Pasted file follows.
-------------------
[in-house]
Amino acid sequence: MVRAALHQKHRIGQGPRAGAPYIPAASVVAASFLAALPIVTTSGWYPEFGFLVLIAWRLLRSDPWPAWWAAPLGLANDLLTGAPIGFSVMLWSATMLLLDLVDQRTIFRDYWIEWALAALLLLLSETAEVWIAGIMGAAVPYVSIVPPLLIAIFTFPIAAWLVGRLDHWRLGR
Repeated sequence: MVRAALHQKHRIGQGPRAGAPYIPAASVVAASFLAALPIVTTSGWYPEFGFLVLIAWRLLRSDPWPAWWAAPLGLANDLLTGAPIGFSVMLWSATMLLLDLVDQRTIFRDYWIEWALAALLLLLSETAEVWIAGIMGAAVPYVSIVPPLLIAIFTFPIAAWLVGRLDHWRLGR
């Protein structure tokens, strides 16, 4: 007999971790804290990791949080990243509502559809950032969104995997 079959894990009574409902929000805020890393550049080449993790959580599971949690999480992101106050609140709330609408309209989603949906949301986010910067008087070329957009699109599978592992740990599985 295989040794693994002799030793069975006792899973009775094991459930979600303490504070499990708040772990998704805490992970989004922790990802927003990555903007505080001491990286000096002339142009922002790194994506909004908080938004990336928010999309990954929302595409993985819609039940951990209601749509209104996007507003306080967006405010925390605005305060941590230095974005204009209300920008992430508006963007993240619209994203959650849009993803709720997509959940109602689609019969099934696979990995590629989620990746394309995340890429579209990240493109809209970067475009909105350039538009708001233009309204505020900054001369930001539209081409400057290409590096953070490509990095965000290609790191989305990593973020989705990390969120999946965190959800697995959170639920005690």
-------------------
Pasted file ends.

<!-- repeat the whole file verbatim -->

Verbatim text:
[in-house]
Amino acid sequence: MVRAALHQKHRIGQGPRAGAPYIPAASVVAASFLAALPIVTTSGWYPEFGFLVLIAWRLLRSDPWPAWWAAPLGLANDLLTGAPIGFSVMLWSATMLLLDLVDQRTIFRDYWIEWALAALLLLLSETAEVWIAGIMGAAVPYVSIVPPLLIAIFTFPIAAWLVGRLDHWRLGR
Repeated sequence: MVRAALHQKHRIGQGPRAGAPYIPAASVVAASFLAALPIVTTSGWYPEFGFLVLIAWRLLRSDPWPAWWAAPLGLANDLLTGAPIGFSVMLWSATMLLLDLVDQRTIFRDYWIEWALAALLLLLSETAEVWIAGIMGAAVPYVSIVPPLLIAIFTFPIAAWLVGRLDHWRLGR
């Protein structure tokens, strides 16, 4: 007999971790804290990791949080990243509502559809950032969104995997 079959894990009574409902929000805020890393550049080449993790959580599971949690999480992101106050609140709330609408309209989603949906949301986010910067008087070329957009699109599978592992740990599985 295989040794693994002799030793069975006792899973009775094991459930979600303490504070499990708040772990998704805490992970989004922790990802927003990555903007505080001491990286000096002339142009922002790194994506909004908080938004990336928010999309990954929302595409993985819609039940951990209601749509209104996007507003306080967006405010925390605005305060941590230095974005204009209300920008992430508006963007993240619209994203959650849009993803709720997509959940109602689609019969099934696979990995590629989620990746394309995340890429579209990240493109809209970067475009909105350039538009708001233009309204505020900054001369930001539209081409400057290409590096953070490509990095965000290609790191989305990593973020989705990390969120999946965190959800697995959170639920005690």